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The Scientific World Journal
Volume 2013, Article ID 421763, 6 pages
Clinical Study

Reactive Oxygen Species Production in Peripheral Blood Neutrophils of Obstructive Sleep Apnea Patients

Department of Pulmonology and Immunology, Medical Academy, Lithuanian University of Health Sciences, Eiveniu 2, 50009 Kaunas, Lithuania

Received 4 March 2013; Accepted 9 April 2013

Academic Editors: S. Cureoglu, I. Ozcan, K. M. Ozcan, and A. Selcuk

Copyright © 2013 Guoda Pilkauskaite et al. This is an open access article distributed under the Creative Commons Attribution License, which permits unrestricted use, distribution, and reproduction in any medium, provided the original work is properly cited.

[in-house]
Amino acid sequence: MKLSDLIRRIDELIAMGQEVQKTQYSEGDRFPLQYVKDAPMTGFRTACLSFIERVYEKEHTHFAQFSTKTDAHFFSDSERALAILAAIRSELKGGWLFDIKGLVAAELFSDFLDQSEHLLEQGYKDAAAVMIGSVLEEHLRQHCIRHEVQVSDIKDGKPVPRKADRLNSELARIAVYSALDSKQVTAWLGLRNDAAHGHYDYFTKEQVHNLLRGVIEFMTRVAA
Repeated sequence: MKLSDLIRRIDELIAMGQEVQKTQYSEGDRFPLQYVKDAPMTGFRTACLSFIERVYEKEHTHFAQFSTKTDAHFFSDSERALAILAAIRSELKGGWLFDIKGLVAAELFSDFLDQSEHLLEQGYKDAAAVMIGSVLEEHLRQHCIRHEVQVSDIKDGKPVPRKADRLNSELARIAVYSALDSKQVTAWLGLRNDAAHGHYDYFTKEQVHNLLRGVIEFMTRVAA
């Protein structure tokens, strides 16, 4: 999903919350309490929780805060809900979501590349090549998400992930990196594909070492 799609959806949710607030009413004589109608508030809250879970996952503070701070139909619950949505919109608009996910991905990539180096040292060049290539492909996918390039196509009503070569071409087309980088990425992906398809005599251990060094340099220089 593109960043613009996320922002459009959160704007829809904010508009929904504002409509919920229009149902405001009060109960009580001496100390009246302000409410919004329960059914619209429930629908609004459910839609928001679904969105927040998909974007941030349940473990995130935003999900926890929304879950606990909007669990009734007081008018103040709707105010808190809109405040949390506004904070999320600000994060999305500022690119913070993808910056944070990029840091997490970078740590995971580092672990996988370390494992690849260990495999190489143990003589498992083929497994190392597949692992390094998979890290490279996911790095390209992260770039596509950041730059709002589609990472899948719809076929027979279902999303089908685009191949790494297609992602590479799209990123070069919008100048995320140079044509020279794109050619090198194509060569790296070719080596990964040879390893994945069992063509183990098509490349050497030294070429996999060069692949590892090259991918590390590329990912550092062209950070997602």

Obstructive sleep apnea (OSA) as well as obesity is associated with increased production of reactive oxygen species (ROS). Neutrophils produce great amounts of ROS. The aim was to evaluate peripheral blood neutrophils ROS production in men with OSA and to establish relations with disease severity and obesity. Methods. Forty-six men with OSA and 10 controls were investigated. OSA was confirmed by polysomnography (PSG), when apnea/hypopnea index was >5/h. Body mass index (BMI) was evaluated. Neutrophils were isolated from peripheral blood in the morning after PSG. Dihydrorhodamine-123 was used for ROS detection. Data is presented as median (25th and 75th percentiles). All subjects were divided into four groups: nonobese mild-to-moderate OSA, obese mild-to-moderate OSA, nonobese severe OSA, and obese severe OSA. Results. Neutrophil ROS production was higher in nonobese severe OSA group compared to nonobese mild-to-moderate OSA (mean fluorescence intensity (MFI) 213.4 (89.0–238.9) versus 44.5 (20.5–58.4), ). In obese patient groups, ROS production was more increased in severe OSA compared to mild-to-moderate OSA group (MFI 74.5 (47.9–182.4) versus 31.0 (14.8–53.8), ). It did not differ in the groups with different BMI and the same severity of OSA. Conclusion. Increased neutrophil ROS production was related to more severe OSA but not obesity.